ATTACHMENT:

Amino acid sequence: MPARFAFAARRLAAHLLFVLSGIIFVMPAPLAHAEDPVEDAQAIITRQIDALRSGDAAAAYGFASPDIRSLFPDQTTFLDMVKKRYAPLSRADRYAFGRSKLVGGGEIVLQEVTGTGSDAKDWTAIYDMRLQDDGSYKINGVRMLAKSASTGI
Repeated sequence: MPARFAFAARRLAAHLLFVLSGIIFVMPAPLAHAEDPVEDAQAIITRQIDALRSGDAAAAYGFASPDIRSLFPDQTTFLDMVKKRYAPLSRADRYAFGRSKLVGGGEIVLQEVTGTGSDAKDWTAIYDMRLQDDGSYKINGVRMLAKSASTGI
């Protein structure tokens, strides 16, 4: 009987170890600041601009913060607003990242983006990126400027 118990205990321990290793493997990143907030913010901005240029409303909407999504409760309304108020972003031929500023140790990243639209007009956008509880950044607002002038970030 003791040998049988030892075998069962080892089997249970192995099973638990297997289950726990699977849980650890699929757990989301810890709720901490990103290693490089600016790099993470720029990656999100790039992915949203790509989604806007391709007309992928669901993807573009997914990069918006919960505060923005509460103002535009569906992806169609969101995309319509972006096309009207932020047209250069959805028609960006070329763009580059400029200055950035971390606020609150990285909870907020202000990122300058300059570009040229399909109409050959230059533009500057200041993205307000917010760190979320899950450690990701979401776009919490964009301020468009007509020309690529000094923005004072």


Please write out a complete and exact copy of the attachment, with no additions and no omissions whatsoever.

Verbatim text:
Amino acid sequence: MPARFAFAARRLAAHLLFVLSGIIFVMPAPLAHAEDPVEDAQAIITRQIDALRSGDAAAAYGFASPDIRSLFPDQTTFLDMVKKRYAPLSRADRYAFGRSKLVGGGEIVLQEVTGTGSDAKDWTAIYDMRLQDDGSYKINGVRMLAKSASTGI
Repeated sequence: MPARFAFAARRLAAHLLFVLSGIIFVMPAPLAHAEDPVEDAQAIITRQIDALRSGDAAAAYGFASPDIRSLFPDQTTFLDMVKKRYAPLSRADRYAFGRSKLVGGGEIVLQEVTGTGSDAKDWTAIYDMRLQDDGSYKINGVRMLAKSASTGI
């Protein structure tokens, strides 16, 4: 009987170890600041601009913060607003990242983006990126400027 118990205990321990290793493997990143907030913010901005240029409303909407999504409760309304108020972003031929500023140790990243639209007009956008509880950044607002002038970030 003791040998049988030892075998069962080892089997249970192995099973638990297997289950726990699977849980650890699929757990989301810890709720901490990103290693490089600016790099993470720029990656999100790039992915949203790509989604806007391709007309992928669901993807573009997914990069918006919960505060923005509460103002535009569906992806169609969101995309319509972006096309009207932020047209250069959805028609960006070329763009580059400029200055950035971390606020609150990285909870907020202000990122300058300059570009040229399909109409050959230059533009500057200041993205307000917010760190979320899950450690990701979401776009919490964009301020468009007509020309690529000094923005004072």